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At compile time in C++11 in a template function that takes 2 template parameters, both of which must be unsigned integer types, I'd like to have a local variable have the type of whichever of the two template parameters has more bits. In C++03 I might write something like:

template<bool, class T, class U>
struct pick_first;

template<class T, class U>
struct pick_first<true, T, U> {
    typedef T type;
};

template<class T, class U>
struct pick_first<false, T, U> {
    typedef U type;
};

template<class T, class U>
struct pick_bigger {
    typedef typename pick_first<(sizeof(T) >= sizeof(U)), T, U>::type type;
};

// usage
template<class uintX_t, class uintY_t>
void foo() {
    typename pick_bigger<uintX_t, uintY_t>::type mylocal = 0;
    // insert doing stuff with mylocal here
}

Can I leverage any of the new C++11 features to make this simpler? I know I could use variadic templates to make it work with more than just pairs of types, and instead of using pick_first I could write lots of specializations to make it work with the new int_leastX_t and int_fastX_t types. But I'm curious if there's just a plain better approach to this. Maybe somehow leveraging auto/constexpr/decltype?

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3  
Have you considered std::common_type –  David Rodríguez - dribeas Sep 25 '12 at 3:48
    
I had not heard of std::common_type! Very interesting. This would work for me. You should post as an answer though so I can vote you up ;) –  Joseph Garvin Sep 25 '12 at 3:57
    
@DavidRodríguez-dribeas But common_type will not always work due to integer promotion rules. For instance, std::common_type<short,char>::type is int, which may be larger than either of the 2 types. –  Praetorian Sep 25 '12 at 4:18
    
The pick_first template seems to be aptly named. –  Cheers and hth. - Alf Sep 25 '12 at 4:21
    
@Cheersandhth.-Alf: Oops, fixed. –  Joseph Garvin Sep 25 '12 at 4:36

2 Answers 2

up vote 6 down vote accepted

Your pick_first is just std::conditional in C++11, so you could write

template<class T, class U>
struct wider {
    using type = typename std::conditional<sizeof(T) >= sizeof(U), T, U>::type; // I'm using the C++11 type alias feature 1) to educate people about them and 2) because I like them better than typedefs.
};

If you just want a type suitable for holding the result of some expression involving both types and don't necessarily need exactly one of the two types then std::common_type, or perhaps auto, is the best solution:

template<class uintX_t, class uintY_t>
void foo() {
    typename std::common_type<uintX_t, uintY_t>::type mylocal = 0;
    // insert doing stuff with mylocal here
}

// or
template<class uintX_t, class uintY_t>
void foo(uintX_t x, uintY_t y) {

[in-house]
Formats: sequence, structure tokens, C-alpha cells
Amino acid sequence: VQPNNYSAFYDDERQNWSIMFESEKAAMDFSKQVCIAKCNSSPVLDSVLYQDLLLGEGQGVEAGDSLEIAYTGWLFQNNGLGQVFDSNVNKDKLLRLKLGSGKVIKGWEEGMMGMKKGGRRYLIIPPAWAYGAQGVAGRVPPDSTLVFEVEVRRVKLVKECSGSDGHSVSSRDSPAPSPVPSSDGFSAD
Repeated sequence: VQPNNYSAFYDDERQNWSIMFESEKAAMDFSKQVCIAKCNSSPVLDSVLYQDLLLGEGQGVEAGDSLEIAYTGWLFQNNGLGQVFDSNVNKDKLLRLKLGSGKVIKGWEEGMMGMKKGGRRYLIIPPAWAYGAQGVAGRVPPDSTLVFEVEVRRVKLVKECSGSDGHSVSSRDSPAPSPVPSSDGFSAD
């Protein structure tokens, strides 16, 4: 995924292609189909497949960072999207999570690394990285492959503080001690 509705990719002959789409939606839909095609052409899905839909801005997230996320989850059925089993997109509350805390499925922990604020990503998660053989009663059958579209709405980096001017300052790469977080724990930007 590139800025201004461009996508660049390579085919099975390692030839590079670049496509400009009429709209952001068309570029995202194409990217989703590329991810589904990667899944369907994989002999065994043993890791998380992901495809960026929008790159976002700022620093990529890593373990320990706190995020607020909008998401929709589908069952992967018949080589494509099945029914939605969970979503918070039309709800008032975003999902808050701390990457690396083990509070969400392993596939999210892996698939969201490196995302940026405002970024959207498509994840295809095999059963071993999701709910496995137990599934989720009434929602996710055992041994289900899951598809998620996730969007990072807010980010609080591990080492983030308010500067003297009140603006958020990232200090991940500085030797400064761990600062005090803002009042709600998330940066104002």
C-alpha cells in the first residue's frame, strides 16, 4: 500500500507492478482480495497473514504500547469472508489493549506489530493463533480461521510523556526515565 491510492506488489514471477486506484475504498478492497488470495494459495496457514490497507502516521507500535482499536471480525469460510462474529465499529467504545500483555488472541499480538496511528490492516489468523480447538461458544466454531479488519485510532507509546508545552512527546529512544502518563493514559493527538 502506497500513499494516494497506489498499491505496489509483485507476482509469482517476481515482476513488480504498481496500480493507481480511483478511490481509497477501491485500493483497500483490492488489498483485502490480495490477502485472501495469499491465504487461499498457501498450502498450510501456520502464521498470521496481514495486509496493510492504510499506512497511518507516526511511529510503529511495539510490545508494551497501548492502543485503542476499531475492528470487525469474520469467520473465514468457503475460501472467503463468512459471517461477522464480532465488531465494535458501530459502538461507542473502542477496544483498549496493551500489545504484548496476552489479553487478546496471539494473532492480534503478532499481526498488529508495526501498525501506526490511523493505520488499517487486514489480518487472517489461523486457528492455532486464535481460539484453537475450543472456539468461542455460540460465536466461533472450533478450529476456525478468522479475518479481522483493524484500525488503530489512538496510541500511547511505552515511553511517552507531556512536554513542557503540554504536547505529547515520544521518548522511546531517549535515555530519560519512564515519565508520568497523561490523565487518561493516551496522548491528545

auto mylocal = x + y;
}

and your implementation of pick_bigger is missing a typename in there: typedef typename pick_first<(sizeof(T) >= sizeof(U)), T, U>::type type;

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This adds convoluted template magic, with code that doesn't compile with the most used compiler, in order to produce a sub-optimal type for the local variable that the OP wants a type for. That is extremely silly. But it does look clever. –  Cheers and hth. - Alf Sep 25 '12 at 8:08
    
Wow, wasn't aware of std::conditional either, sweet. –  Joseph Garvin Sep 25 '12 at 13:58
    
@JosephGarvin You might look at en.cppreference.com/w/cpp/types to see all the new type traits. –  bames53 Sep 25 '12 at 15:36
    
@bames53: Yeah, I just read over those. I didn't realize any type_traits were added that weren't already in boost around the time of tr1, now I'm going over all sections there looking at the C++11 tagged pieces. –  Joseph Garvin Sep 25 '12 at 17:48
    
I added the missing typename –  Joseph Garvin Sep 25 '12 at 20:11

since both types are unsigned, just do decltype( T1() + T2() ).

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5  
This has the same problem with integer promotion as common_type, decltype(char()+short()) is int. If that's acceptable then just using common_type directly is the best solution. –  bames53 Sep 25 '12 at 5:13
    
@barnes54: common_type adds a header dependency. there's no need for that. as for getting unsigned int instead short, the OP is asking for a suitable type for a local variable. the most suitable type is the one able to store expression results directly without conversion. that is what this expression produces. and that most suitable type is not what a silly over-engineered templated selector produces. –  Cheers and hth. - Alf Sep 25 '12 at 8:00
    
@downvoter: please explain your downvote. i know, the explanation will sound reasonable, just as the triply upvoted comment of barnes53, and i'm probably not even going to comment on it (already discussed). but just for completeness. –  Cheers and hth. - Alf Sep 25 '12 at 8:03

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